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>> let's talk about something else that came out of the convention. the protest was about a number of things. one of the areas of protest was over the donor list. "tell us who's paying for all of this." we've learned some of the names, but the democrats said, "look, we're entitled to be able to release this after the convention." and a lot of people thought, as soon as it was over, they'd get those names out, be done with it. they still have not released that list. and now questions are being raised about the judge who's been over whether or not they had to in connections to the democratic party. my question is more process. she's got a high poll rating. get those numbers out now. don't do it 60 days from now when you don't know where she could be in the polls or what people could be talking about. why hold on to it? >> you're presuming they're gonna come out at all. >> well, they have to release them within 60 days of the convention. >> 60 days to the fec. but i think part of the problem is i suspect they didn't raise as much money as they needed to. and i think there's money to it that still has to be raised. because i know governor rendell was working the phones like a madman. everybody i see in town tells me they got a phone call.
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>> did you get a call? >> ah, ajay got a call. >> i'm sure ajay got a call. [ laughter ] >> i think sunshine is the best disinfectant, and if they don't release it, assange or wikileaks will release it. i mean, we learned that lesson now. but i don't think -- i agree with sam. i don't think there's anything that they're hiding. i think they're just trying to get their act together, still trying to collect more money. >> there may be a spillover to the city, that the city may have financial obligations that it wasn't counting on because the party didn't fulfill it. >> do you think the voters really care about this? >> no. >> i mean, she raises a great point. we need to, you know, put pedal to the metal, but i don't think -- >> those of us who read the inquirer like to read stories about this. >> ajay raised a really interesting point, that we ought to just take hold of for a moment. what happens, as we get closer to the election, if suddenly there is a tranche of e-mails that comes at us? and as sam mentioned some time ago maybe off camera, what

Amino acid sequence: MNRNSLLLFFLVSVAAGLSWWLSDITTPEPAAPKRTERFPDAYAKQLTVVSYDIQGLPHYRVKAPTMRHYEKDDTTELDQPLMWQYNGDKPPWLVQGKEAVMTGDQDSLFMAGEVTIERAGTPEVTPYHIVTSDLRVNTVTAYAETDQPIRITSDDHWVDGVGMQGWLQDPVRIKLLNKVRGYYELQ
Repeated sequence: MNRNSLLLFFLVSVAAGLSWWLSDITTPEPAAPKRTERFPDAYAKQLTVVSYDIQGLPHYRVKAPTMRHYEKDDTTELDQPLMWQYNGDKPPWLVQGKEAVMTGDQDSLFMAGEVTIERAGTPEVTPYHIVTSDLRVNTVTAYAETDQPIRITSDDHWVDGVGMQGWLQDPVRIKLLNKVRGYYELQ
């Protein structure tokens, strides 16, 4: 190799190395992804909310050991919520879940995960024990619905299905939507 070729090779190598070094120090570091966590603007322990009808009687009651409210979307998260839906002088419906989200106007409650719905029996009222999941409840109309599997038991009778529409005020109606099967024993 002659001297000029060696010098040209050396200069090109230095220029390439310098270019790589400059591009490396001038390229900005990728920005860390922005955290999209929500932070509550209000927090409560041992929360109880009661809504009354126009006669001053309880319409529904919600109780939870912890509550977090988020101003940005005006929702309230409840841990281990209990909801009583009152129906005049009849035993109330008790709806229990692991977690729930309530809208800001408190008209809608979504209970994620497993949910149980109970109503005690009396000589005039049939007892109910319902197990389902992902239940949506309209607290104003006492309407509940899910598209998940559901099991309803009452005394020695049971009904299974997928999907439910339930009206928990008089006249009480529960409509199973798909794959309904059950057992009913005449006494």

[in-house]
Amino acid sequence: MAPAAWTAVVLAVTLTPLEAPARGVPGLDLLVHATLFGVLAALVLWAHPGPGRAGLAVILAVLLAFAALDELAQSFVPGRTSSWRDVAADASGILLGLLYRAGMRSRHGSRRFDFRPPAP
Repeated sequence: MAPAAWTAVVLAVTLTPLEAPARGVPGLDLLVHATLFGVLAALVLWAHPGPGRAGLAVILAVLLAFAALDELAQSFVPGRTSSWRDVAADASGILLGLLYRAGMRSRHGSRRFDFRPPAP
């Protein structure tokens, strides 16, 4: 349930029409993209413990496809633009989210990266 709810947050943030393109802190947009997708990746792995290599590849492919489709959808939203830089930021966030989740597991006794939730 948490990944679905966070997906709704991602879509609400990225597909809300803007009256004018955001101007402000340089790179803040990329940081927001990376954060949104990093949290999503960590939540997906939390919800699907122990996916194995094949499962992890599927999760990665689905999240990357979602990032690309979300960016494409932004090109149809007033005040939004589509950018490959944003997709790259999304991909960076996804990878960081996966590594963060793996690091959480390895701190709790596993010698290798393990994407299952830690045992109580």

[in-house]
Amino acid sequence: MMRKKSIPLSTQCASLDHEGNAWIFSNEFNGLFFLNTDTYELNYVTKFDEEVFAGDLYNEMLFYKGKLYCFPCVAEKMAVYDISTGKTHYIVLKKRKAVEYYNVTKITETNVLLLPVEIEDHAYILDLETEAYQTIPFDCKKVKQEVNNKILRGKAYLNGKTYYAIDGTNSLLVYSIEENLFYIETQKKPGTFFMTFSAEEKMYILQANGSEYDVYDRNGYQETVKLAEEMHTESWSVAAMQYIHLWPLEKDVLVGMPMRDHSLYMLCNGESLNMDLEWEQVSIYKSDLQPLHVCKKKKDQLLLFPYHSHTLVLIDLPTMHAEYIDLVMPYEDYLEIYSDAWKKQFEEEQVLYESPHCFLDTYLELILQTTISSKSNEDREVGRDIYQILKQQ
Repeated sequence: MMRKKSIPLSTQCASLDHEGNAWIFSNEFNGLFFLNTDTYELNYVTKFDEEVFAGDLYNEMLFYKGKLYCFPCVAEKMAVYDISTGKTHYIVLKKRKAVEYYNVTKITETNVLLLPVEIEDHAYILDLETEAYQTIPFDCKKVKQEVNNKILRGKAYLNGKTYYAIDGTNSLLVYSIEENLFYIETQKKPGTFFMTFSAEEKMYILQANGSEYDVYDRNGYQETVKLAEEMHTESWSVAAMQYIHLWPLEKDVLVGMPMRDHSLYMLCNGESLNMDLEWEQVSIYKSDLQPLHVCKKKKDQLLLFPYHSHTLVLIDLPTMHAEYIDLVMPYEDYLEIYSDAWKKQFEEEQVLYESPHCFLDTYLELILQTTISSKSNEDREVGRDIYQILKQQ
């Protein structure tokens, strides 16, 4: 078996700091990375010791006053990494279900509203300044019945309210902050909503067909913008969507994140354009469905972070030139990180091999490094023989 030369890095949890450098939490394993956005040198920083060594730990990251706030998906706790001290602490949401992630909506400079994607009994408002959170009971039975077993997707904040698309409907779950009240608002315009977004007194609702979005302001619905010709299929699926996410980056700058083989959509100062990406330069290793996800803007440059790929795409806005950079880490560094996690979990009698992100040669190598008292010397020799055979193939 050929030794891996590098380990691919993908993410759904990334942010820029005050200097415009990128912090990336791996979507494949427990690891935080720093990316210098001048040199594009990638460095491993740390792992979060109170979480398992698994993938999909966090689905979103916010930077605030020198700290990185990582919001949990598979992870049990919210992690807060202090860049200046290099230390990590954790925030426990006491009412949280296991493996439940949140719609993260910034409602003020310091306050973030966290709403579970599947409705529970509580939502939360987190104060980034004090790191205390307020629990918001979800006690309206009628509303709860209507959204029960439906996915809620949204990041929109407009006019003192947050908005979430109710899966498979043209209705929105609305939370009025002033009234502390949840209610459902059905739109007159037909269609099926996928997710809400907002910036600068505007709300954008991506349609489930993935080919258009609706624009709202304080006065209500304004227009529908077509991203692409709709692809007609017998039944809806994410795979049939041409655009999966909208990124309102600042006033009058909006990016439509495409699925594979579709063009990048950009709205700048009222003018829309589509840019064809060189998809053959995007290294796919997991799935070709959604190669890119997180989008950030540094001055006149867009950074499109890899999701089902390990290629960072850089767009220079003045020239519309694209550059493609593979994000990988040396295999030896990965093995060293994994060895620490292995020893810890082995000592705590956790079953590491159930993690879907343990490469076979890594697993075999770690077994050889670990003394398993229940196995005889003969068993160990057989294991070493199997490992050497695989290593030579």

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happens if some of those deleted e-mails make their way in? and suddenly there is that connection between what she did as secretary of state and what happened at the foundation. now the question is will it hurt her or will it help the down-ticket republican side? because quite frankly, i don't know that he can be helped. >> but here's my question on that, when it comes to e-mails. people have been hearing about e-mails with her for quite some time. more damning are just more damning e-mails. to a certain extent, would these e-mails have to rise to a certain level to not just be more of the same? >> no, i think these e-mails we're talking about are the ones that she's already read and determined were private and personal. this is about yoga and weddings and babies. if it turns out that it's about the foundation and the state department, that is some severe lying to the congress, because they didn't turn those e-mails over. >> you make a good point, but remember, this race tightened up
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two weeks ago largely because of one guy, the fbi director, james comey, who called her use of these e-mails careless and reckless. no indictment. boy, she plummeted. >> he convicted without indicting. >> i mean, chris christie at the republican convention -- i won't go there. >> all right, well, i do have to go here and take a commercial break. we'll come right back to more "inside story." >> "inside story" is presented by temple university. remarkable change isn't easy, but for those who take charge, it comes naturally. explore temple's impact. visit temple.edu/impact.